While here, visit the beautiful Church of Santa Margherita d’Antiochia, which features an octagonal bell tower. As with other village attractions, you’ll need to embark on a steep climb to reach Doria Castle, which was built to protect the village from pirates and offers fantastic views. Near the castle ruins is a longtime staple of Vernazza, Belforte, which offers delicious seafood and some of the best views of the village and sea from cliffside tables. Or head indoors to its cave-like interior seating. 

After your lunch, you can also enjoy kayak rentals and tours from Cinque Terre Adventure. 

Corniglia Cinque Terre Italy- credit Julien di Majo
Corniglia. Photo by Julien di Majo


Positioned atop a 100-meter cliff, Corniglia is the most challenging of the villages to visit. To reach it, visitors must climb up the Lardarina, composed of 33 flights of brick steps (383 steps in all) — it’s a tough spot to stay for anyone taking the train in, as the climb can be arduous with luggage and kids. However, the elevated position away from the sea also makes it quieter and provides panoramic views. 

There are great hiking trails in Corniglia, including one that will take you down to the secluded Guvano Beach if you’re up for the challenge. Be forewarned that this was once a nudist beach and there could still be swimmers who prefer to go in the buff. Plus, the steep hike can be a bit treacherous, and with no facilities on this beach, you should skip this spot if you’re traveling with young kids. 

Manarola- credit Nicholas Beel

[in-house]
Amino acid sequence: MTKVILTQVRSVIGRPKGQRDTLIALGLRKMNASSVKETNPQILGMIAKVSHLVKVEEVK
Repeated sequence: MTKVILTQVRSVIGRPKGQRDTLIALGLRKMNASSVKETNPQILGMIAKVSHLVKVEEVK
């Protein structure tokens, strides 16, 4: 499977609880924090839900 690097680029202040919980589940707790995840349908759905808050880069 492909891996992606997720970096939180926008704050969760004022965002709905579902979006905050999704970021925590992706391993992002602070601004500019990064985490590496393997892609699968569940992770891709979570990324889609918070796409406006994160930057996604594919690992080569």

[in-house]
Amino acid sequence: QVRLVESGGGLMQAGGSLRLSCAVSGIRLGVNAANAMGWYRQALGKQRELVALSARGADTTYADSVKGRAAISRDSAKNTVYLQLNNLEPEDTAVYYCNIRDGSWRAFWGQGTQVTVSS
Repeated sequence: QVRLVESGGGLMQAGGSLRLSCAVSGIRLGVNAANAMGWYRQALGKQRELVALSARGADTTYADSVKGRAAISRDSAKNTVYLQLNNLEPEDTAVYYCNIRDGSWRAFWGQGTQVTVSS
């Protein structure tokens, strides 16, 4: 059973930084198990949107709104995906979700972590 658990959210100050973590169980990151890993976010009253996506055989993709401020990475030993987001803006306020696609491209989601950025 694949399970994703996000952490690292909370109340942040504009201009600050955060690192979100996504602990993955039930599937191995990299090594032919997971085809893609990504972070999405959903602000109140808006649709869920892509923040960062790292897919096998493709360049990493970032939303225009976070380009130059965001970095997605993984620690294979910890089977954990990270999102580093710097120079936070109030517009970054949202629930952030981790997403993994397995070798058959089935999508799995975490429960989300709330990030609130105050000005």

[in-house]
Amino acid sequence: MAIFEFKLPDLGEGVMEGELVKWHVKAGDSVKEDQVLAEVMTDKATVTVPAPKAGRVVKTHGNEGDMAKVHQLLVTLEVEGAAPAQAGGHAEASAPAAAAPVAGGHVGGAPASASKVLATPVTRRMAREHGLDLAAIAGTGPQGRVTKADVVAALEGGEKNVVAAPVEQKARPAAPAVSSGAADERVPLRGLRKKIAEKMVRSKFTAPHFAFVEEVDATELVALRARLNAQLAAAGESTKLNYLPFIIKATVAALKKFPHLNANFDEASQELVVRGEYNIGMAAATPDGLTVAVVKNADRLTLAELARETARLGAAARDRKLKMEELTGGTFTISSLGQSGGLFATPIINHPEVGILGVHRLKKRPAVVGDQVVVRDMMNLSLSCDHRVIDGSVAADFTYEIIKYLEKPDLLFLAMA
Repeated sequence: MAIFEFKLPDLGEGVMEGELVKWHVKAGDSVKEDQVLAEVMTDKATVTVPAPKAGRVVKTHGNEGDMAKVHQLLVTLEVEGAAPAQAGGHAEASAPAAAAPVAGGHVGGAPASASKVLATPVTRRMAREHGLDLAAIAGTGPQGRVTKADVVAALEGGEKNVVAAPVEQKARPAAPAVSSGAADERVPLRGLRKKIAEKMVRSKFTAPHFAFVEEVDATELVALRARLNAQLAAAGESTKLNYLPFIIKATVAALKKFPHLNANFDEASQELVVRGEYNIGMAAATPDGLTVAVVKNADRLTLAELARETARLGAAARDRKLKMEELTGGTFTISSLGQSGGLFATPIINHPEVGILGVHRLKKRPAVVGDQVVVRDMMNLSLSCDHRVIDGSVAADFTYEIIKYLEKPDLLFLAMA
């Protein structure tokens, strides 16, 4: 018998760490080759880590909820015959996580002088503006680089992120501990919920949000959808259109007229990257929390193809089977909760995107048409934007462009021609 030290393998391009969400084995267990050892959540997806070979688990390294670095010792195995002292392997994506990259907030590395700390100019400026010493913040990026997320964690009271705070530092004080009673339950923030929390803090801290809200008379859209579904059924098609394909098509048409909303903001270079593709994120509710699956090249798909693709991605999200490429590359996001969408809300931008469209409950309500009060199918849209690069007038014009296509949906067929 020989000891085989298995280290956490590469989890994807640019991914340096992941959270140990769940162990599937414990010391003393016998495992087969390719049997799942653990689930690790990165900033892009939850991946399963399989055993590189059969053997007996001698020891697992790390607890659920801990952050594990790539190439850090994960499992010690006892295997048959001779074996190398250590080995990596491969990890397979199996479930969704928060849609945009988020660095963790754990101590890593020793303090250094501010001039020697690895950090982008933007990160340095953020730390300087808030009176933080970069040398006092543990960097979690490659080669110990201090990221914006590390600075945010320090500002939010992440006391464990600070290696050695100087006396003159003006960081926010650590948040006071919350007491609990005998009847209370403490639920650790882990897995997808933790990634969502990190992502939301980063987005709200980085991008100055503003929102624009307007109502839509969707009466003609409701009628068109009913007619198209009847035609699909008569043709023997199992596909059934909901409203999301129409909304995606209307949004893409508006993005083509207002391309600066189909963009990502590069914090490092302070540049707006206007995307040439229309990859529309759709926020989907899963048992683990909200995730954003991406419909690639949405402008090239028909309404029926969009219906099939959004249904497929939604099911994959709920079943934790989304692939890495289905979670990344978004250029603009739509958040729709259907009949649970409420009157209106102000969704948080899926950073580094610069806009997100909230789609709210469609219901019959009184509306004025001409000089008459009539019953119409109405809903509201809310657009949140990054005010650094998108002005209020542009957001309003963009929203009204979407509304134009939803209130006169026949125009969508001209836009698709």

Manarola. Photo by Nicholas Beel


Manarola’s scenic viewpoint is a must-visit for one of the most iconic views of Cinque Terre. Located just above the village, it’s accessible via a short and well-maintained, albeit somewhat steep, walk along Belvedere.  

Meanwhile, in the heart of town, take a moment to visit the Gothic San Lorenza Church, which dates back to the early 1300s. Dedicated to Saint Lawrence, the church celebrates his feast day, August 10, every year with special events and a local festival that includes a procession in the village to bless the sea. 

Moms and dads should sample the sweet Sciacchetra dessert wine that is made here, especially paired with traditional Ligurian dishes like trofie al pesto pasta, anchovies with lemon, focaccia and brandacujun, a dish made with dried cod, potatoes, pine nuts and olives. 

The village is connected to Riomaggiore by the Via dell’Amore, or Path of Love, and families can enjoy the easy half-mile paved trail that follows the cliffs to Riomaggiore. (In the heat of summer, this pathway can become extremely crowded!)  

Manarola homes are also drenched in color and the tight roads along the hillside play into the village’s charm. 

Riomaggiore Italy
Riomaggiore. Photo by Jayakody Anthanas


One of the easier villages to access is Riomaggiore, the southernmost of the five. Visitors can arrive via train and then follow a short walk into the main part of the village to the picturesque harbor and bustling main street, Via Colombo, filled with restaurants and grand hotels. You’ll see buildings brightly painted, one of the characteristics of Cinque Terre, done so fishermen could recognize their homes from the sea.